Natural language models could proactively propose novel combinations of concepts for humans to refine — but they’re not used for that purpose yet.
Data science, and the translation of science into respective models, is still very much an elite job. Data crowdsourcing (e.g. through citizen science) and increasingly easy-to-use tooling (e.g. XGBoost) show that the floor can be further lowered so that more people can come on board.
Much knowledge, especially publicly-funded research, still sits behind paywalls, preventing deep mapping and access.
Too many people are so specialized that they can’t combine knowledge from different domains, and unlock combinatorial innovation — and training is often focused on specialization, instead of so-called “T-shaping”.
Surprisingly, language barriers are still significant and end up siloing up the world’s knowledge. Think about it: web searches only show results for same-language sites: if you are in the US and look for “heat pump installation methods”, you typically won’t see content from (machine-translated) German, Japanese, or Chinese sources. And while translation engines like Google Translate have improved remarkably, they’re still not used pervasively yet in a range of potential knowledge-sharing applications.
As a result, we collectively don’t learn enough from the experiments made elsewhere. Think of “Global South” practitioners quickly learning from cost-effective climate adaptation projects in other countries, irrespective of whether they are documented in Indonesian Bhasa, Spanish, Urdu, Swahili, Hindi, or Chinese. Conversely, developed-countries practitioners fail to access sources of “reverse innovation” — lower-cost ideas developed under significant budget constraints. And, generally, knowledge “backwaters” exist: users in many (non-English speaking) countries prolong the use of old knowledge because they don’t have access to the right networks in real-time (think of old schoolbooks and non-English language internet pages for technical topics).
Sadly, our organizational design practices reflect the issue: strategic knowledge creation and management isn’t a C-suite role, and that job is often fragmented across departments — domain practice groups, the CIO, sales support, etc. which weakens the much-needed enterprise transformation. Across even broader ecosystems, incentive systems are still broken, as attested by academia’s struggles to give appropriate credit and encourage more creative exploration.
And finally, and ironically, the respective digital product ecosystem doesn’t attract as much attention and investment as others (venture capital anyone?).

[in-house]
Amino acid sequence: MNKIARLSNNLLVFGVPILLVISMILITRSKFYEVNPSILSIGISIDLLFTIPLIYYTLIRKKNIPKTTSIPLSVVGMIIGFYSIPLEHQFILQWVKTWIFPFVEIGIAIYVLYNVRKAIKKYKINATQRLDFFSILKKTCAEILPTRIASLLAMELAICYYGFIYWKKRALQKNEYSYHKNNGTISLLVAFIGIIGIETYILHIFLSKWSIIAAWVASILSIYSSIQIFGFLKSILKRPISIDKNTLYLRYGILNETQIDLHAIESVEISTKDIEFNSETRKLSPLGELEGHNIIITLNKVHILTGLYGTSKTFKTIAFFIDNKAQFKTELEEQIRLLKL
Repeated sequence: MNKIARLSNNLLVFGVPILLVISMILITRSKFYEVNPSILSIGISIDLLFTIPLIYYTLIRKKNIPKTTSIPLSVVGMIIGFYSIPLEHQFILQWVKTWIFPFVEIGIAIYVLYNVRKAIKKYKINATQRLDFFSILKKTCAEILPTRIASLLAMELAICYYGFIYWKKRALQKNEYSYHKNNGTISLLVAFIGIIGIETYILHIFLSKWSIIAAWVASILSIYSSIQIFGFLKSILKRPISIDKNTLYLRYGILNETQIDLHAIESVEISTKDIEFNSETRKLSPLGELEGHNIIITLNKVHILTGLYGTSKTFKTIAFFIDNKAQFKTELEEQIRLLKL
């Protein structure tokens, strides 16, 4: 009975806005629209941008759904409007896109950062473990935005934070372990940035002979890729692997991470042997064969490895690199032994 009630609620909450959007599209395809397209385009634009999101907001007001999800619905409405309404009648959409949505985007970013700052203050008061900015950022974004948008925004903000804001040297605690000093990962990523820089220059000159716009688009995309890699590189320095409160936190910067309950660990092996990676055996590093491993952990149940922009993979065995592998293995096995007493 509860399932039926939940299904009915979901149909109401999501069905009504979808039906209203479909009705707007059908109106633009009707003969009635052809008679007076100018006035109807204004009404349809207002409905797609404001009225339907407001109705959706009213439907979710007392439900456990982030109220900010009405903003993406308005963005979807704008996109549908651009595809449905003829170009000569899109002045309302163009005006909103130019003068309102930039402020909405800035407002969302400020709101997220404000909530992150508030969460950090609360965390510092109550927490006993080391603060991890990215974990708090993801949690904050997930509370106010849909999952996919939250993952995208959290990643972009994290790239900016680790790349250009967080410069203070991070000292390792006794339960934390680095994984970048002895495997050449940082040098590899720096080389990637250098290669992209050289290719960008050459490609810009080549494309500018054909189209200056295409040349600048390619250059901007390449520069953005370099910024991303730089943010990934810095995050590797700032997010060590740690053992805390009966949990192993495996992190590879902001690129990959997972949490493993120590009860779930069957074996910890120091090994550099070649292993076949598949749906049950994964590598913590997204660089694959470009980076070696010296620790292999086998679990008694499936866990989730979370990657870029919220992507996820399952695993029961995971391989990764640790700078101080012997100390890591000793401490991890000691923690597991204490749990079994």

What we need to do
I have argued elsewhere that in order to amplify and accelerate innovation cycles we need to build “supermind utilities” — possibly as public, or partially open-sourced, goods so that the global community can access them. They could be financed by governments, private individuals, or corporations. Over time, the return on such investments will attract more private capital, crowdsource contributions, and help develop business models that eschew advertising and make money by stimulating our pre-frontal cortex, not our amygdala. (The potential promise of some web3 technology could help, as and when it gets out of its current hype and greed cycle.)
To be clear — it is very likely there’s a solid business case to build commercially viable digital products that cater to a type of “knowledge super users”. The current challenge is to show them (and their C-suite), an easy and exactly quantifiable return on investment. As is often the case, the most sophisticated users, and the companies with the most foresight, will end up leading the pack.
Over 2,500 years ago the library of Alexandria ignited innovation across a chunk of the ancient world, and innumerable efforts have helped build repositories of knowledge over the centuries. The word “university” originally meant “community”, and universities received funding to strengthen those (analog, organic) superminds — helping the respective networks and their knowledge converge. In the 21st century, augmenting the world’s collective intelligence by building such knowledge utilities sounds like a reasonable thing to do.
These superminds will generate a superior intelligence, emerging from the network of knowledge and skills that exists below today’s comparably superficial web-based interactions. They will help us fight tomorrow’s challenges with tomorrow’s intelligence, across:
- known-knowns: problems whose solution exists elsewhere, so collectively remembering and learning what works,
- known-unknowns, by creating and deciding on solutions that we struggle with, and
- unknown-unknowns, by sensing low-signal but high-momentum trends that could quickly turn into major opportunities or threats.
Of course, lots can go wrong. To start with, we will need ways to mitigate our collective tendency to fall for unsubstantiated claims, counter rogue actors, and generally reduce trolling and abuse. But with the right incentives, methods, and capability, it sounds plausible that we will be able to emulate, for instance, Wikipedia and its collectively-enforced quality control.
Every single hour, the Earth receives from the Sun the amount of energy that the entire human civilization consumes in a year. We are getting better at harvesting that power. There is reason to believe that we are “leaving knowledge on the table” in similar proportions, and by harnessing our collective knowledge, we could harvest our collective cognitive power.
Building on today’s technologies and methods, there’s much that we can do about it. Let’s solve tomorrow’s problems with tomorrow’s intelligence. Let’s go build superminds.
This post complements the tech-driven organizational design materials at www.supermind.design and some previous blog posts on designing an AI-augmented collective intelligence. Read them on Medium or LinkedIn if you’re interested in using these techniques in your own organization, and get in touch if you want to discuss.